After filtering of a number of concepts, the top solution was a long-term (up to 14 days), water-resistant, disposable patch-based monitor to identify cardiac arrhythmias. Shortly after the fellowship concluded, Dr. Kumar formally incorporated a company and licensed the technology from Stanford University to develop the concept as part of a complete solution, including a cloud-based algorithm and robust supporting service. The device is currently commercially available (Figure 5). To date, the device has been used on nearly 500,000 patients, and several publications have documented the clinical and economic utility of the approach (6).
The Stanford Biodesign process played an instrumental role in the development of the new cardiac event monitor, especially during the identify phase of the Biodesign process. First, the intense focus on tracing needs to their root as part of needs finding led the team to understand that a misalignment of care existed. The team identified that although cardiac rhythm monitors are typically prescribed by cardiologists and electrophysiologists (who are also the treatment providers), patients with possible arrhythmias typically first present to primary care providers or the emergency department, where high-quality, specialized testing for arrhythmias is usually not available. Second, based on a detailed understanding of existing solutions, the team identified that current diagnostic testing for cardiac arrhythmias had a multitude of problems, including many nondiagnostic results and poor patient adherence. Third, by performing a rigorous stakeholder analysis, it was clear that even though primary care providers and emergency physicians would need a very simple and easy-to-deploy device to initiate testing, at the same time, cardiologists and cardiac EPs would need very detailed and accurate data to devise a proper treatment plan. With these 3 insights, a final solution emerged that provided a way to reduce the number of nondiagnostic and unnecessary repeat tests, empowered frontline providers with an easy-to-use device to initiate testing, allowed for patients to easily adhere with the test as prescribed, and generated a robust report for specialists to make an accurate treatment plan. Thus, a prolonged effort in the identify phase of the Biodesign process resulted in a well-vetted need that significantly improved the likelihood for success.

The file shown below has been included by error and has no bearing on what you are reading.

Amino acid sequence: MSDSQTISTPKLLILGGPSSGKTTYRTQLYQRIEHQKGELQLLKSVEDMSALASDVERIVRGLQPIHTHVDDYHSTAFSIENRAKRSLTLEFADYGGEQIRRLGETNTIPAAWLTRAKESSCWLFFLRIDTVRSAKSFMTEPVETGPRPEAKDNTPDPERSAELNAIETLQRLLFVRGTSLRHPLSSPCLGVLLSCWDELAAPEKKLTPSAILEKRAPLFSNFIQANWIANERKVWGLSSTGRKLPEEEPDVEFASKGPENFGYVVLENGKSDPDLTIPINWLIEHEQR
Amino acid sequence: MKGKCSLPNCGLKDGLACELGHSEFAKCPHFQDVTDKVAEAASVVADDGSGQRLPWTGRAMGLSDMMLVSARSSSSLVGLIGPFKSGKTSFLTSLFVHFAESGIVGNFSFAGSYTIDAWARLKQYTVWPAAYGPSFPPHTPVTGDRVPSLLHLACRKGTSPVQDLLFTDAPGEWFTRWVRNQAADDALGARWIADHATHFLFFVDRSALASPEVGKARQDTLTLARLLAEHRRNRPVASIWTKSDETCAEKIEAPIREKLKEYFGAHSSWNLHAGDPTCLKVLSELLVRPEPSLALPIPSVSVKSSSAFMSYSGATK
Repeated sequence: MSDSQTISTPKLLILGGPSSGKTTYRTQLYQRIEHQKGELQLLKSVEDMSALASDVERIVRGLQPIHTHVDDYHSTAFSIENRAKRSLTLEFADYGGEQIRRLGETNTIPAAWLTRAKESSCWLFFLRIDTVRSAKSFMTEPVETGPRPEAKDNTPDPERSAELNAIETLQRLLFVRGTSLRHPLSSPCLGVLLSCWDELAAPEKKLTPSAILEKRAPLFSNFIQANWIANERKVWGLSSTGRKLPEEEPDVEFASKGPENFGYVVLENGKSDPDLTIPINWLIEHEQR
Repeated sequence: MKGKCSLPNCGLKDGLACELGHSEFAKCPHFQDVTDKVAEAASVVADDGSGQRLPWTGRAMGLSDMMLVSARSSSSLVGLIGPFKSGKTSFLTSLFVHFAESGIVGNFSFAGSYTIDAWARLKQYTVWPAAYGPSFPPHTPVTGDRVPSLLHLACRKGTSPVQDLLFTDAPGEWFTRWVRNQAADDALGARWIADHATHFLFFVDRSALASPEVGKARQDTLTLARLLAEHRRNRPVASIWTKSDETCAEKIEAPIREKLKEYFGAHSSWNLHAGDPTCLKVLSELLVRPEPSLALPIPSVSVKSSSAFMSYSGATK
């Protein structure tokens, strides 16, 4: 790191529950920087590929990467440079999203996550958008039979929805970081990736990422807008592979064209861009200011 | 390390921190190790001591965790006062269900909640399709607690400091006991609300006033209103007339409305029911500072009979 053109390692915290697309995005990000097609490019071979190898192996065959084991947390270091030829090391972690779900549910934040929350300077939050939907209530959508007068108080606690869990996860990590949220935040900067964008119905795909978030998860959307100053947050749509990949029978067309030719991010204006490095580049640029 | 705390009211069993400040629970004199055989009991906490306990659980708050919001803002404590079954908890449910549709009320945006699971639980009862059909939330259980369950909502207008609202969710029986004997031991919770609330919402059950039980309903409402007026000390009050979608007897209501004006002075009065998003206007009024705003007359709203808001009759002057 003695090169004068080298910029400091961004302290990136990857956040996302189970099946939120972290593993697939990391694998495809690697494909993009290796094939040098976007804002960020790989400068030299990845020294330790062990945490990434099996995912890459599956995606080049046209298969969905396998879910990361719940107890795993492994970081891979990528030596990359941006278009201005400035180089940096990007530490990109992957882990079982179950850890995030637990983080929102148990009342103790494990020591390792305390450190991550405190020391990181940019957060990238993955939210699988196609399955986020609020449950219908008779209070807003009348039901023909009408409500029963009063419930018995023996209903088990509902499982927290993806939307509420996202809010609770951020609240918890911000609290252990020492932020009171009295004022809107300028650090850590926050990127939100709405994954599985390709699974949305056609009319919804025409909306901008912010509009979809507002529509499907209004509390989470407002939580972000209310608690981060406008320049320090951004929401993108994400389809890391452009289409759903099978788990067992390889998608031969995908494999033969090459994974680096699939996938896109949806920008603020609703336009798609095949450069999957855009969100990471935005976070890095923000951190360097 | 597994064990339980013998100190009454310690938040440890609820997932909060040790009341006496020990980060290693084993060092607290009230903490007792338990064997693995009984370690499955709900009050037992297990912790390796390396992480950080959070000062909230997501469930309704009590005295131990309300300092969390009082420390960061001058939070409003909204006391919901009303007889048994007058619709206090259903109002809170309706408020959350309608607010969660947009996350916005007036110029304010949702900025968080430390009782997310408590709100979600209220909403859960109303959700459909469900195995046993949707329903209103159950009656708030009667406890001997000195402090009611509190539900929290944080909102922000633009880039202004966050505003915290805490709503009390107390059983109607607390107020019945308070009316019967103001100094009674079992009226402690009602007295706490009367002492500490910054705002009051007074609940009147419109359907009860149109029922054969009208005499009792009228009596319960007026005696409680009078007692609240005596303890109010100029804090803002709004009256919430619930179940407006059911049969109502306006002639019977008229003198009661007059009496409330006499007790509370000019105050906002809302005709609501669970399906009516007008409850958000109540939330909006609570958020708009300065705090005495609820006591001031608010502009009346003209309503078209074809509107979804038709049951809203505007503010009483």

Cardiovascular medicine is a rapidly changing, innovation-centric field with deep roots in medical technology that is perfectly suited for application of a disciplined innovation curriculum. The Stanford Biodesign process described here provides a stepwise approach to creating new biomedical technologies that begins with deep diligence into clinical needs. Physicians, and cardiologists in particular, encounter countless clinical needs each day; the Biodesign process provides a standardized protocol to turn this need identification into action. Utilizing this process, needs eventually lead to solutions that not only advance the field but also directly benefit patients.
Dr. Kumar is the founder, a current consultant, and major stockholder of iRhythm Technologies, Inc.; the founder, president, CEO, and major stockholder of Element Science, Inc.; and a board member of G-Tech Medical, Inc. All other authors have reported that they have no relationships relevant to the contents of this paper to disclose.
- Abbreviations and Acronyms
- intellectual property
- Received June 16, 2016.
- Accepted June 17, 2016.
- Wall J.,
- Wynne E.,
- Krummel T.
- Yock P.G.,
- Brinton T.J.,
- Zenios S.A.
- Yock P.G.,
- Zenios S.,
- Makower J.,
- et al.